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Background: Locally advanced breast cancer (BC) remains a clinical challenge for patients as many will eventually develop distant metastases despite receiving appropriate therapies. Materials and Methods: In this study, we have analyzed the expression of androgen receptors (AR) in a series of BC cell lines and found their expressions rather ubiquitous across many different cell lines. Moreover, we have demonstrated that JM-17 [(1E,4Z,6E)-4-(cyclobutylmethyl)-1,7-bis (3,4-dimethoxyphenyl)-5-hydroxyhepta-1,4,6-trien-3-one], a synthetic curcumin derivative, exhibited suitable antitumor activities on most of the BC cell lines tested. Results: Human MDA-MB-231 cells were treated with JM-17, and the results demonstrated that JM-17-induced cell cycle proliferation arrested at the G0/G1 phase in a dose-dependent manner. Cell cycle-regulated proteins, such as cyclin-dependent kinases 4 (CDK4), were downregulated and p21 was upregulated. We further demonstrated that JM-17 treatment reduced AR expressions in MDA-MB-231 cells. The AR/CDK4 protein complex was demonstrated for the first time using a fluorescence resonance energy transfer (FRET) activity assay and immunohistochemistry (IHC) staining. JM-17 reduced the FRET activity in vitro. An in vivo study further demonstrated that JM-17 (20 mg/kg) decreased considerably MDA-MB-231 xenograft tumor growth. Conclusion: AR-mediated BC formation is a factor that clinicians often neglect. Our study demonstrated that JM-17 could be a promising agent against specific targets in AR-positive BC patients.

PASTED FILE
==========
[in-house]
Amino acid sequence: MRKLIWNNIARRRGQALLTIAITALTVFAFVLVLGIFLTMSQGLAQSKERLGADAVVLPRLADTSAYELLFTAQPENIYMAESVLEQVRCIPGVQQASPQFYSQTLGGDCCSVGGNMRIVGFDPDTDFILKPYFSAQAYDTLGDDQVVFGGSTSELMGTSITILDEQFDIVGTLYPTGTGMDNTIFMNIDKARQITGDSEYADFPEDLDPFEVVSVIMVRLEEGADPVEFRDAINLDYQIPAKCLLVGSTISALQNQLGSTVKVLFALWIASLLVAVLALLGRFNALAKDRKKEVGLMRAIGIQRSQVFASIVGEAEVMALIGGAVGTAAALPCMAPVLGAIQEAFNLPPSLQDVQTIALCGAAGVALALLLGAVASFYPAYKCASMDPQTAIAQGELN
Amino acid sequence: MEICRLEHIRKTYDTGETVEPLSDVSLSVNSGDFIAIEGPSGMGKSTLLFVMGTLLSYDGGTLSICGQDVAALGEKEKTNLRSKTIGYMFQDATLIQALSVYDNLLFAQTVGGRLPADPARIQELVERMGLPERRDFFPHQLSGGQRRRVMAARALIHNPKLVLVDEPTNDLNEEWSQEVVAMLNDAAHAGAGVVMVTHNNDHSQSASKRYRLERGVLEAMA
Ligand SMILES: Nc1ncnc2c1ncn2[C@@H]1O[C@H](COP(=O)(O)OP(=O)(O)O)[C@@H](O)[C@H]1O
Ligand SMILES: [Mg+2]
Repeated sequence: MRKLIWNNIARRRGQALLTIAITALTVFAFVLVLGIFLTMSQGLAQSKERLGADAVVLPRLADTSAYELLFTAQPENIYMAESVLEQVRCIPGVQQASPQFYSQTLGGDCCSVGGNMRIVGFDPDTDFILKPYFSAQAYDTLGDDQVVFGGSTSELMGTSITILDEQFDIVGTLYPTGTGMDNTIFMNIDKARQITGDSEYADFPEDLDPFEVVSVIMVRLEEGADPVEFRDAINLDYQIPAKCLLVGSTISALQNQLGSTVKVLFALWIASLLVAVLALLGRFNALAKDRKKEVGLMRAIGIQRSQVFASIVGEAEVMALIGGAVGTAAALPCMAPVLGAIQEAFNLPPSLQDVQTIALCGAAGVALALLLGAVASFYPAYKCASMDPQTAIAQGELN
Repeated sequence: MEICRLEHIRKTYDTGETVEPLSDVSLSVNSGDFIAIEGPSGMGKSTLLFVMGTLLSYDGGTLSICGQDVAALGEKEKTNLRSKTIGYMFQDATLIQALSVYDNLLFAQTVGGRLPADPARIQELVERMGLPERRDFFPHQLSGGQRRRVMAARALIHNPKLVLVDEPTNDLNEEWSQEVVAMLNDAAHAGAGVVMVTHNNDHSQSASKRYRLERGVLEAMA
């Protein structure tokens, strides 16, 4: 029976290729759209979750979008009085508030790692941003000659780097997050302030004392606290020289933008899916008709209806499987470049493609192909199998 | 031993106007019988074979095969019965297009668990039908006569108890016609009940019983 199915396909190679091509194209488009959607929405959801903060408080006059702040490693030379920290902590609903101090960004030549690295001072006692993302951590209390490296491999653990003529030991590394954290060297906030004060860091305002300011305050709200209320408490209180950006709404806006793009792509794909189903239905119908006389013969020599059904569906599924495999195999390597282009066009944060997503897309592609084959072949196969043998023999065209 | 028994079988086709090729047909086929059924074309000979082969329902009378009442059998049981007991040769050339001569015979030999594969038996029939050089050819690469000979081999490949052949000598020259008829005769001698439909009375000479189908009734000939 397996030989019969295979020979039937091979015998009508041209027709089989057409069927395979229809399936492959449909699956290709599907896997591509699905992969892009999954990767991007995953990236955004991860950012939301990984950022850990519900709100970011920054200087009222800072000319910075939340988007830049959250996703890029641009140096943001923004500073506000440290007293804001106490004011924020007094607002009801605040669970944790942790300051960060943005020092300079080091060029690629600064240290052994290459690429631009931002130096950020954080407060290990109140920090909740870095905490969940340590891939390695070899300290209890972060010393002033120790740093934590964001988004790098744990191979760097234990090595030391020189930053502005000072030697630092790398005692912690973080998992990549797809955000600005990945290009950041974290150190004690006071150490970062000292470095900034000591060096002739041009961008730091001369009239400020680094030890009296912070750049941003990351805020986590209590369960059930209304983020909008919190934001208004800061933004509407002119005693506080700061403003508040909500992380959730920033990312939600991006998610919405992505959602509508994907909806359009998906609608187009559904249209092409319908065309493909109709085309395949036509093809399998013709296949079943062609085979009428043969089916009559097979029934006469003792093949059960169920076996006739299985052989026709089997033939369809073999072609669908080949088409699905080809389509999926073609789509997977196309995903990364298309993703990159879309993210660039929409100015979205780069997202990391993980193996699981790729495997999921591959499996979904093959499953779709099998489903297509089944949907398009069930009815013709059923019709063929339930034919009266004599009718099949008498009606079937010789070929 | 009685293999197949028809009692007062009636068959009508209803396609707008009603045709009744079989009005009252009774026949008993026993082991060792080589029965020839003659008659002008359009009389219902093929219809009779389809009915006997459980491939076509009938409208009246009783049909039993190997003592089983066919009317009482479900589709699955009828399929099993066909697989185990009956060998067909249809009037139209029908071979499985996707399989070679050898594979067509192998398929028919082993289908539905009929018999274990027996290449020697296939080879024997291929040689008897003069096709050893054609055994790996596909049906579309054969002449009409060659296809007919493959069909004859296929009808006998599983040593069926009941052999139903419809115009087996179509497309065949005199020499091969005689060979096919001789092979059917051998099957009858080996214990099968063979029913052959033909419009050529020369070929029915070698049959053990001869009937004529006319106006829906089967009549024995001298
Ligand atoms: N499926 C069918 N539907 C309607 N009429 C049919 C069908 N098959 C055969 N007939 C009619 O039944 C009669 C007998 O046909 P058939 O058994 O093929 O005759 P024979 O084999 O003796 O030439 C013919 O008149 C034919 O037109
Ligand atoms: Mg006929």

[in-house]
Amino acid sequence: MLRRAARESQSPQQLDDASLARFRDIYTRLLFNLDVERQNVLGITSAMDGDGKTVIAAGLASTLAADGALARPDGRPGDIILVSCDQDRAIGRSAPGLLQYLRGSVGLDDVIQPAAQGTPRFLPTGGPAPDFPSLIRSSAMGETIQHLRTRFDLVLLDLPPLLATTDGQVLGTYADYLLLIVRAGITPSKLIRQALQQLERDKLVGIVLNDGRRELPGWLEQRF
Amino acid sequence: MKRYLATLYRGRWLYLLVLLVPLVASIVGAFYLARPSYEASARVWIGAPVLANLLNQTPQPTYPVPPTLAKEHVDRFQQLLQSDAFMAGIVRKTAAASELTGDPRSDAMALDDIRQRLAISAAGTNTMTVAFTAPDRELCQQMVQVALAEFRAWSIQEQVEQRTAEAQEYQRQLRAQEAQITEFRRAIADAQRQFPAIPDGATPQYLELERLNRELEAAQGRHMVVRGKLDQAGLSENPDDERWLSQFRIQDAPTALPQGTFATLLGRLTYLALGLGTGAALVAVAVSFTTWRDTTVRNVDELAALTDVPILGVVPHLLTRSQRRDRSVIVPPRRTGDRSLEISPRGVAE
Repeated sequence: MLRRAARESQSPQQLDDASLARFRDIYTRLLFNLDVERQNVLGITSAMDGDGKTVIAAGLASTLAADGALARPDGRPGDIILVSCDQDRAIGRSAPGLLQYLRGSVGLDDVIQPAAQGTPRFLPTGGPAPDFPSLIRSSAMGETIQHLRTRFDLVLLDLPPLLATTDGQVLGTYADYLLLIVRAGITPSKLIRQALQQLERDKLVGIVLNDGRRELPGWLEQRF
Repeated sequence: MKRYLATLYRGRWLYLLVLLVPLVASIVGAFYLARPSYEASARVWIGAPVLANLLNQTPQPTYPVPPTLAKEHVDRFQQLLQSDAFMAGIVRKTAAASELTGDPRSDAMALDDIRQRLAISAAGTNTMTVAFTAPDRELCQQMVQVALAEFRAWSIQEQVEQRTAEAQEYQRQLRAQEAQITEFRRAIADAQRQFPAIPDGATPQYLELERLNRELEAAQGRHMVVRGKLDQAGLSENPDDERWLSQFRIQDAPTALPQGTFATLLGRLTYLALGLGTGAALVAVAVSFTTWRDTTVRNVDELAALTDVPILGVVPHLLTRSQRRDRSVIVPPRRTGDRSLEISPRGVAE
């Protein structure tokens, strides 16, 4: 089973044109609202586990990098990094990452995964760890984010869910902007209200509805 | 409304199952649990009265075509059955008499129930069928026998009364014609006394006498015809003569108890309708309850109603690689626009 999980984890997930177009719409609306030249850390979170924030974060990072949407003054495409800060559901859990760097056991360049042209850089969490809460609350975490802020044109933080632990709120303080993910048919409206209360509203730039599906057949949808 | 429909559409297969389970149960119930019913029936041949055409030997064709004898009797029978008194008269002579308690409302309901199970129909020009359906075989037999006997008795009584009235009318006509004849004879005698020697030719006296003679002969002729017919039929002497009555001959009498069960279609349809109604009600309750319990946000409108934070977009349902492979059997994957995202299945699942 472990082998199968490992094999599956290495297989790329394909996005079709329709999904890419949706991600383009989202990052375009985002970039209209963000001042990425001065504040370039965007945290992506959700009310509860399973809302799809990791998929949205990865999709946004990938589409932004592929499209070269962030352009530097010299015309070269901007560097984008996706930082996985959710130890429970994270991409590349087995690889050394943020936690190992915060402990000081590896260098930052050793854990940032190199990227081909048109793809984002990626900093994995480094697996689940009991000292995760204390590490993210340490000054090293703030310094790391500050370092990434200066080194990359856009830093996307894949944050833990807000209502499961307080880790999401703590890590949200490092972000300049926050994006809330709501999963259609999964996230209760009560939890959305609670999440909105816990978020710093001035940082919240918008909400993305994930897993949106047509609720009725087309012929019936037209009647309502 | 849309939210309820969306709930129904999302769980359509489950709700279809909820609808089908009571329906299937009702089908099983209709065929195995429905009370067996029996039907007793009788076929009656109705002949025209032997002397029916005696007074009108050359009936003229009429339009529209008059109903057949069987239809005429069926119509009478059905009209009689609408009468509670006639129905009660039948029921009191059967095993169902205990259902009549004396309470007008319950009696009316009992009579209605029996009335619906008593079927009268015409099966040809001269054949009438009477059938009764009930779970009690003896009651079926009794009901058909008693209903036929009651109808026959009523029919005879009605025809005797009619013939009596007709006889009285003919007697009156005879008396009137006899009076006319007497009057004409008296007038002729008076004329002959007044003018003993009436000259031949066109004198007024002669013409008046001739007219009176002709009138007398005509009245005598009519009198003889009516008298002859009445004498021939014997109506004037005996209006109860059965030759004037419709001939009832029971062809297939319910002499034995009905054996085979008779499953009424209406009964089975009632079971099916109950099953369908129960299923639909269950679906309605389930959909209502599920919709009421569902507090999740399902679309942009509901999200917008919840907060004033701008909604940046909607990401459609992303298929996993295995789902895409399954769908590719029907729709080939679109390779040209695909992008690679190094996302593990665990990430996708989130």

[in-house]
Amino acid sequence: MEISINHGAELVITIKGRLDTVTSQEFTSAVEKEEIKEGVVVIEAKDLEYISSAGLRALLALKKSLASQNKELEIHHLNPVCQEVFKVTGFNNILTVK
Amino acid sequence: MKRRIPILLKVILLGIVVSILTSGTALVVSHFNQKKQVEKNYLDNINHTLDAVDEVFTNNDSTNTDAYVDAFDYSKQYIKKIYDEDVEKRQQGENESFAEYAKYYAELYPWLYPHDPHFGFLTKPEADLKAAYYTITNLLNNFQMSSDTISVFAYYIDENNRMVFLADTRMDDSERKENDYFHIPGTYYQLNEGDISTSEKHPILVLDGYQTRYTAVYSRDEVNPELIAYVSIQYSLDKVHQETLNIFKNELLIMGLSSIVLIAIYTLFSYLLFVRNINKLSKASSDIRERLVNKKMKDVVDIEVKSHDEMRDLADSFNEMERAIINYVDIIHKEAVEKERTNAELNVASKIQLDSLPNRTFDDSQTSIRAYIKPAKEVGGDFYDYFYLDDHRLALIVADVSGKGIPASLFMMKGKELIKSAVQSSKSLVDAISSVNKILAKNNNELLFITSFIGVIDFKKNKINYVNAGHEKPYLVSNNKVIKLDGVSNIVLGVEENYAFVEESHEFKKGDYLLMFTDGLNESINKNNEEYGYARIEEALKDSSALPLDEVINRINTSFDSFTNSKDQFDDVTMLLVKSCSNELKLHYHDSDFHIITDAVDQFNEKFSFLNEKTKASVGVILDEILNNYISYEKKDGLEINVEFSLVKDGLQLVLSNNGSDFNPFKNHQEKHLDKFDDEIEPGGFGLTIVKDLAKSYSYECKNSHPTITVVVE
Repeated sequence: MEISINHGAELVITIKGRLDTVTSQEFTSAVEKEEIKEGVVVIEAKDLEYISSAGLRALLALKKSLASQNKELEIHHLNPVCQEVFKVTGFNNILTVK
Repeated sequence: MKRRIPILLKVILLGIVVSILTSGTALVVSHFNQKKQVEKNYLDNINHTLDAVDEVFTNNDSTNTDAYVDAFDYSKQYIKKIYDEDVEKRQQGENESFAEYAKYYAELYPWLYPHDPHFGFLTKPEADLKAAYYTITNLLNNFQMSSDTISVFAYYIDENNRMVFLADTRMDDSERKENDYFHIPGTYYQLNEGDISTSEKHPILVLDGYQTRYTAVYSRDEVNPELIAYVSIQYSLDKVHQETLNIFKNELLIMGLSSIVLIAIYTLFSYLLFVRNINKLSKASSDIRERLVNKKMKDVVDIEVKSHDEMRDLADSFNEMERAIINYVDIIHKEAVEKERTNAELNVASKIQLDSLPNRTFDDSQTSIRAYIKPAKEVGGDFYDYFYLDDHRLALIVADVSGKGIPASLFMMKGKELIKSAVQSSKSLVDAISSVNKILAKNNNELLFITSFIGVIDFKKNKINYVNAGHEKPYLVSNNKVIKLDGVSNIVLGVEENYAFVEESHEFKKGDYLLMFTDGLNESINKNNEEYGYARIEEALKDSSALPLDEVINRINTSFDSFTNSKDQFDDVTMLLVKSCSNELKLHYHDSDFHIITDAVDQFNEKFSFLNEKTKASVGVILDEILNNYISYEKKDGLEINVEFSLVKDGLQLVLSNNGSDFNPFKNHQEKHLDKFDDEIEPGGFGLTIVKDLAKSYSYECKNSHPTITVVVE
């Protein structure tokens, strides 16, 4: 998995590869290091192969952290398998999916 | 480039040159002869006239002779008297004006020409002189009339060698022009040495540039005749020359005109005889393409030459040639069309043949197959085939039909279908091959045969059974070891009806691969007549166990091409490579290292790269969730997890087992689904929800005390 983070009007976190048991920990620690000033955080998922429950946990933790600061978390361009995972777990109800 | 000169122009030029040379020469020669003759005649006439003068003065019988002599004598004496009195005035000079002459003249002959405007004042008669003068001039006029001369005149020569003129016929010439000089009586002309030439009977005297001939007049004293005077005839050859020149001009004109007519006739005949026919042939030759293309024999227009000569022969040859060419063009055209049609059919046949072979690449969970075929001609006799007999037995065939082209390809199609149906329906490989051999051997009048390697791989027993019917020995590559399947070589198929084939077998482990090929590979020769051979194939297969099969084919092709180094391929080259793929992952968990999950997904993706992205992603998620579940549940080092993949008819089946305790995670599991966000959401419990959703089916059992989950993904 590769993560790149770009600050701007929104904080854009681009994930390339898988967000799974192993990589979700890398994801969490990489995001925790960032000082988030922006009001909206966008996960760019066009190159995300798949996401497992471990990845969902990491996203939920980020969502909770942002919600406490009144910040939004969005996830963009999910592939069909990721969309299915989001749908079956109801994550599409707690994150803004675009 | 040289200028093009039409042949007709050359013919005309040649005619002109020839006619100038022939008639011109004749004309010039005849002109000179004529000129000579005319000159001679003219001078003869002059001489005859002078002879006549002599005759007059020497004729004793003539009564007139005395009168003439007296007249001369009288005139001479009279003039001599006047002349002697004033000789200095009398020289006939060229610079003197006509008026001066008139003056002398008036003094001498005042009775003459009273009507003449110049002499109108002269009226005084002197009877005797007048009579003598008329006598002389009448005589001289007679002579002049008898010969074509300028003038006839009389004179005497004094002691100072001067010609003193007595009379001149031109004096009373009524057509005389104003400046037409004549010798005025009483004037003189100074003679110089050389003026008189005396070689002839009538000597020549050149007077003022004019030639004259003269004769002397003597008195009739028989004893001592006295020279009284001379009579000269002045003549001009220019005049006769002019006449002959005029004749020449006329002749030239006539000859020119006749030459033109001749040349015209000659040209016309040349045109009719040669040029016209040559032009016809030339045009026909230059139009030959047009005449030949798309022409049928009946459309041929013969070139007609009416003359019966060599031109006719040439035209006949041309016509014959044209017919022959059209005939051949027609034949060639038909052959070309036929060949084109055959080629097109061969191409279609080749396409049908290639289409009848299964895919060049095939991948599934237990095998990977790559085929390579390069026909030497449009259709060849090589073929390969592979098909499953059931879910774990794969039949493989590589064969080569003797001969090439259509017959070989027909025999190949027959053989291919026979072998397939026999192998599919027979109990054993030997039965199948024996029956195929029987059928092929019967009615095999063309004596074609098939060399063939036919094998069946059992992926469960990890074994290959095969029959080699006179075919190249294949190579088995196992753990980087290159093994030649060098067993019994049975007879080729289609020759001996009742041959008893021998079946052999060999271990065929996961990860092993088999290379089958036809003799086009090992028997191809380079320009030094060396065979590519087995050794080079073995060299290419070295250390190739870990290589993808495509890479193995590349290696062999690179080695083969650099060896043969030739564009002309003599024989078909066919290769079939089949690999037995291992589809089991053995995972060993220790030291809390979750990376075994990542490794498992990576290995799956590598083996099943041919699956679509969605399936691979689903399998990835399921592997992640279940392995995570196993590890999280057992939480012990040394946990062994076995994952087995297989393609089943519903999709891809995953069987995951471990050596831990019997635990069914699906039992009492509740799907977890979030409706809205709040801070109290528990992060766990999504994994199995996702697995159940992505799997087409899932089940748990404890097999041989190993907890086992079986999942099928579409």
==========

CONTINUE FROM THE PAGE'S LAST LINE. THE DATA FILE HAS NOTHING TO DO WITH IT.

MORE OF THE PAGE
Keywords: Cyclin-dependent kinases 4, cell-derived xenografts, G0/G1 cell cycle, JM-17, triple-negative breast cancer

How to cite this article:
Lai GY, Chan H, Chen TC, Lee WJ, Ho YS. JM-17 Induces G0/G1 Cell cycle arrest in human breast cancer cells through the downregulation of androgen receptors and cyclin-dependent kinase 4 protein expression. J Cancer Res Pract 2022;9:1-10

How to cite this URL: